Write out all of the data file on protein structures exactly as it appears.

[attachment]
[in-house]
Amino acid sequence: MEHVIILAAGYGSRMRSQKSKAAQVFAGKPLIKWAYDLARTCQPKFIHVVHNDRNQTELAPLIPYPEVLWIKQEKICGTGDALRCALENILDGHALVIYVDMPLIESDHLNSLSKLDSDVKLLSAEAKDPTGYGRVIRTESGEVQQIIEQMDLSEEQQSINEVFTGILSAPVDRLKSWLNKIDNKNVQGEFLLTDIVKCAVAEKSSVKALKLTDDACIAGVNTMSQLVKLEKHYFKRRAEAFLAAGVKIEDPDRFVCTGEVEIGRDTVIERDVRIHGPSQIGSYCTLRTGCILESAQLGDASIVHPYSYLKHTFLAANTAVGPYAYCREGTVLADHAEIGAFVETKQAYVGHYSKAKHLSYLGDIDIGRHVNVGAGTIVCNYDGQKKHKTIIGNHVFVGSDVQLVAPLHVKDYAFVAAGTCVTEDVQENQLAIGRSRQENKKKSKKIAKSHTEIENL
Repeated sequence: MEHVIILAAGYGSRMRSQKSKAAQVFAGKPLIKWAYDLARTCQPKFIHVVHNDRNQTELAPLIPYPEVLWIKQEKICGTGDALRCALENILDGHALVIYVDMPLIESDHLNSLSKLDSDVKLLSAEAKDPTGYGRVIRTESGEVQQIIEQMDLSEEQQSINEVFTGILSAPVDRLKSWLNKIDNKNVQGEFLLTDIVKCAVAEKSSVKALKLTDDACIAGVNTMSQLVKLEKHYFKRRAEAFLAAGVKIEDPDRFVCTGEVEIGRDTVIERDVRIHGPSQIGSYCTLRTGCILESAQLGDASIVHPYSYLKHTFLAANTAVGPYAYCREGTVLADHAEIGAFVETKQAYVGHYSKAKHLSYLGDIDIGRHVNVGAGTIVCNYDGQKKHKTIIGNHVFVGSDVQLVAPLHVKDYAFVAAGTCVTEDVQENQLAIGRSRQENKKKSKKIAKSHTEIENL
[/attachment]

[in-house]
Amino acid sequence: MEHVIILAAGYGSRMRSQKSKAAQVFAGKPLIKWAYDLARTCQPKFIHVVHNDRNQTELAPLIPYPEVLWIKQEKICGTGDALRCALENILDGHALVIYVDMPLIESDHLNSLSKLDSDVKLLSAEAKDPTGYGRVIRTESGEVQQIIEQMDLSEEQQSINEVFTGILSAPVDRLKSWLNKIDNKNVQGEFLLTDIVKCAVAEKSSVKALKLTDDACIAGVNTMSQLVKLEKHYFKRRAEAFLAAGVKIEDPDRFVCTGEVEIGRDTVIERDVRIHGPSQIGSYCTLRTGCILESAQLGDASIVHPYSYLKHTFLAANTAVGPYAYCREGTVLADHAEIGAFVETKQAYVGHYSKAKHLSYLGDIDIGRHVNVGAGTIVCNYDGQKKHKTIIGNHVFVGSDVQLVAPLHVKDYAFVAAGTCVTEDVQENQLAIGRSRQENKKKSKKIAKSHTEIENL
Repeated sequence: MEHVIILAAGYGSRMRSQKSKAAQVFAGKPLIKWAYDLARTCQPKFIHVVHNDRNQTELAPLIPYPEVLWIKQEKICGTGDALRCALENILDGHALVIYVDMPLIESDHLNSLSKLDSDVKLLSAEAKDPTGYGRVIRTESGEVQQIIEQMDLSEEQQSINEVFTGILSAPVDRLKSWLNKIDNKNVQGEFLLTDIVKCAVAEKSSVKALKLTDDACIAGVNTMSQLVKLEKHYFKRRAEAFLAAGVKIEDPDRFVCTGEVEIGRDTVIERDVRIHGPSQIGSYCTLRTGCILESAQLGDASIVHPYSYLKHTFLAANTAVGPYAYCREGTVLADHAEIGAFVETKQAYVGHYSKAKHLSYLGDIDIGRHVNVGAGTIVCNYDGQKKHKTIIGNHVFVGSDVQLVAPLHVKDYAFVAAGTCVTEDVQENQLAIGRSRQENKKKSKKIAKSHTEIENL